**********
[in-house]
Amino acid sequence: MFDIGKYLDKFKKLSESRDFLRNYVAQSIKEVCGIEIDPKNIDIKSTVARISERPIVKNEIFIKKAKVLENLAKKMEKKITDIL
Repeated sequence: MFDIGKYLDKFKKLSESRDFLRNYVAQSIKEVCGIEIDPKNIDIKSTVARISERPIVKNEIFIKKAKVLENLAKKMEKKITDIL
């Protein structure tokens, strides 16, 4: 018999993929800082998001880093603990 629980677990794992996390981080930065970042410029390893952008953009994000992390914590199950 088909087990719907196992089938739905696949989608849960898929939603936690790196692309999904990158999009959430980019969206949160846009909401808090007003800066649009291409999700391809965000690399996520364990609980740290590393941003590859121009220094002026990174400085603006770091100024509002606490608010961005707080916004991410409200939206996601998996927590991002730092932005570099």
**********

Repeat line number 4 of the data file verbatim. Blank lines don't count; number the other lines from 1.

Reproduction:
């Protein structure tokens, strides 16, 4: 018999993929800082998001880093603990 629980677990794992996390981080930065970042410029390893952008953009994000992390914590199950 088909087990719907196992089938739905696949989608849960898929939603936690790196692309999904990158999009959430980019969206949160846009909401808090007003800066649009291409999700391809965000690399996520364990609980740290590393941003590859121009220094002026990174400085603006770091100024509002606490608010961005707080916004991410409200939206996601998996927590991002730092932005570099």